Etc. etc. etc. There are many points probably that counter mine and I will say all the issues about ethics speak for themselves. I am disappointed that this piece was published as it will likely hurt the ability for this growing community to trust other journalists like myself and colleagues of mine interested in Bitcoin.

Why get paid for an internship when you can pay for one?


In 2012 there were roughly 1.5 million internships. As we inch toward the summer, many of the 17 million college students in the United States, myself included, are looking everywhere for the right internship among the few (whether or not paid) that already exist. While I am quick to criticize the notion of an unpaid internship whether or not for college credit, I came across an entirely new beast that made my sick to my stomach: The pay-for internship. In other words, the internship you don’t receive, but you buy.

Meet Dream Careers, formerly the University of Dreams. This small company of 50 or so got started in 2001 with the goal of matching very qualified students with very rewarding internships with major firms not just in the U.S. but also internationally. The catch however is that you have to pay to apply and pay to participate. How much? Somewhere between $8,500 and $10,000, depending on where you end up.

The price comes from a number of things. Dream Careers promises not just an internship in your location of choice, but also arranges for housing, transportation, meals and a number of outings to help build camaraderie with you and your fellow interns for the summer. It’s a fine concept for an expensive summer camp (another industry I have a bone to pick with) but why in the world would thousands of people pay the price of an entire semester in college for a summer internship?

Two words: Guaranteed placement. Dream Careers reminds readers on almost every single page of its website and social media sites that if you apply and have a GPA above 2.0 (2.5 for finance work,) you will get an internship. While the company swears in an article in the NYTimes from 2009 that this is due to its extensive networking and contacts in a wide variety of industries, I think the potential profit from the $10,000 you’ll spend may also be a significant influence. As someone who’s yet to receive any offers for summer work, the feeling is terrifying. Perhaps if I was a little more privileged (not that I am lacking in privilege already) I could even consider such a system as a customer. Our system of oppression on young workers is decades in the making and continues to strike fear into millions of students. I can’t blame those who choose Dream Careers, but I can certainly blame Dream Careers for not being what it tries to portray itself in its promotional materials: A way for students to get much-needed help.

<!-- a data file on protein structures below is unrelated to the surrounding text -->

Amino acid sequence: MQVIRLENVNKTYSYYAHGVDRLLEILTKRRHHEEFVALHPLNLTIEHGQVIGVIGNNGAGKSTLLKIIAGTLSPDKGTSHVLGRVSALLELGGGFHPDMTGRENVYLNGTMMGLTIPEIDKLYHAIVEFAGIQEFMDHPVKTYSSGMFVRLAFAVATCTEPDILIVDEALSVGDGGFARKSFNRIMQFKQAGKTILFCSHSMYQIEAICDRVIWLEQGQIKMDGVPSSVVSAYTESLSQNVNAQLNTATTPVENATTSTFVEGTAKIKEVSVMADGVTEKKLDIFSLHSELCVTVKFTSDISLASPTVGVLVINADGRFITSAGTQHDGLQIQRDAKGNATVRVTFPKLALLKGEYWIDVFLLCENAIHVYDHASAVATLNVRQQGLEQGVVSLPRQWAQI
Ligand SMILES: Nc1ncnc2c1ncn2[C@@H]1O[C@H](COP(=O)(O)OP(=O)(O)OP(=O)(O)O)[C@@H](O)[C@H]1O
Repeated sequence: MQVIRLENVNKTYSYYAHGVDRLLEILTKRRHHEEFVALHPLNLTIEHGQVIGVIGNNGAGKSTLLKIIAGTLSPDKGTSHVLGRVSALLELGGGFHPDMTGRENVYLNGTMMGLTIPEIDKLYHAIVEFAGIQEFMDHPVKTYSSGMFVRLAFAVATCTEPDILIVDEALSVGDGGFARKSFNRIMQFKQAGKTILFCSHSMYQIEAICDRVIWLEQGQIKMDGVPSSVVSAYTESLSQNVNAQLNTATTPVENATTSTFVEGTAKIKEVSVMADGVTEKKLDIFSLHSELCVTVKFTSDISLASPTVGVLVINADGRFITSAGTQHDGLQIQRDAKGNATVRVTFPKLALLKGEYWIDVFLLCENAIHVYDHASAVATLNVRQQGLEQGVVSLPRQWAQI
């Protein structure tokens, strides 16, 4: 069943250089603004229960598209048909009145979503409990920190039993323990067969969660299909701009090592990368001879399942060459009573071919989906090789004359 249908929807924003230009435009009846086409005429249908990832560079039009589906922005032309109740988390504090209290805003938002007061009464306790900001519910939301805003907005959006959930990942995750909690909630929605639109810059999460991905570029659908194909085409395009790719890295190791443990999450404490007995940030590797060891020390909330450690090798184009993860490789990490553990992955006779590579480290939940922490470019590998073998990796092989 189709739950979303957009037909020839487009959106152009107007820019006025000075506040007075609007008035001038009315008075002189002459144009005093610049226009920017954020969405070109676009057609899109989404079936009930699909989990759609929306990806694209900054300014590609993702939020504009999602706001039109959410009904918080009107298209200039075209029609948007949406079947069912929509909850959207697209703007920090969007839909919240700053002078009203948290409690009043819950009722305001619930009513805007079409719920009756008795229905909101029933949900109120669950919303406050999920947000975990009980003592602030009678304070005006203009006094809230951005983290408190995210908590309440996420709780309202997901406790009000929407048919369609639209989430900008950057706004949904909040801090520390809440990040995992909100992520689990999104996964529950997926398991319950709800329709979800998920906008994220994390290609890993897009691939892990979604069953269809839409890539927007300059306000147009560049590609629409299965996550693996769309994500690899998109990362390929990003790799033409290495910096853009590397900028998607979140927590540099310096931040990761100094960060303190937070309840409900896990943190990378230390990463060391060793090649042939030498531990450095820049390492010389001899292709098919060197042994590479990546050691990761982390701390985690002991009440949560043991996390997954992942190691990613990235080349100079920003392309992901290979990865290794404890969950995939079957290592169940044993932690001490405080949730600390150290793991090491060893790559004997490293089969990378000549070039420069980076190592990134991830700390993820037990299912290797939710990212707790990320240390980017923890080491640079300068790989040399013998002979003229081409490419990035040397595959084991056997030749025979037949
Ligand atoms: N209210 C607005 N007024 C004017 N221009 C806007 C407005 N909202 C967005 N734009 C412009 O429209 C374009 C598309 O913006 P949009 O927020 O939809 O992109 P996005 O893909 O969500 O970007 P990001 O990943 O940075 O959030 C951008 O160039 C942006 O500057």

My first major issue with Dream careers is that it defeats the entire concept of what an internship is supposed to be. I don’t think there’s anything wrong with matching services. I do think however the process of applying, getting interviewed and getting to know a company are important assets to learn when you will eventually apply for real work a few years later. To add, the idea of being dropped in an entirely new city without your housing, food and transportation figured out is a challenge, but it’s one you will have to face eventually; the internship environment allows a more incubated space, but Dream Careers simply makes it turn-key, defeating this entire learning experience that no business can teach you.

Second, this entire program is classist, exclusionary and manipulating desperate students to generate profit. Dream Careers doesn’t disclose how much profit it earns on every student that participates, but the company is certainly making money if it can afford to hire more than 50 staff and negotiate internships with more than 3,000 employers. The fact that so little is known about the company’s actual financial numbers is deeply concerning. Matchmaking in higher education – an industry that is (for the most part) not-for-profit – is often expected to have some sense of higher purpose, and hardly be a for-profit initiative. Yet Dream Careers not only limits its own financials, but doesn’t even disclose limited data on an annual basis.

Also, if you can’t afford Dream Careers, you’re out of luck. The company recommends you reach out to your school’s Financial Aid Office or search for alternative financing options, like a third-party loan provider. There are no grants or scholarships advertised by Dream Careers. Clearly there is not a focus on ensuring that Dream Careers is being accessible for those who are qualified, not just those who can afford it.

Lastly, and most damning, the companies Dream Careers works with feed into this atrophic nature of the entire post-graduate industry. While some internship directories charge large companies for listing or offer freemium services to students, Dream Careers sees the value in charging the student, and the companies who partner with Dream Careers (including many big and small names alike) just sit by and let it happen. Rather than try to offer a more accessible, opportunity-focused program that actually rewards students of lesser privilege who are very qualified, they instead partner with a program that not just assures that they will not have to pay their interns, but that any and all concerns about the selection and integration process are taken care of by a third party.

Internships are about building a number of countless skills. To think that a company like Dream Careers can try to sell it like summer camp at a premium is appalling to students, as well as an industry that many are losing faith in as they see fewer and fewer prospects. I sincerely hope companies heed my advice and avoid companies like Dream Careers. I ask this not just as someone deeply concerned with the internship industry, but also as a concerned member of this industry.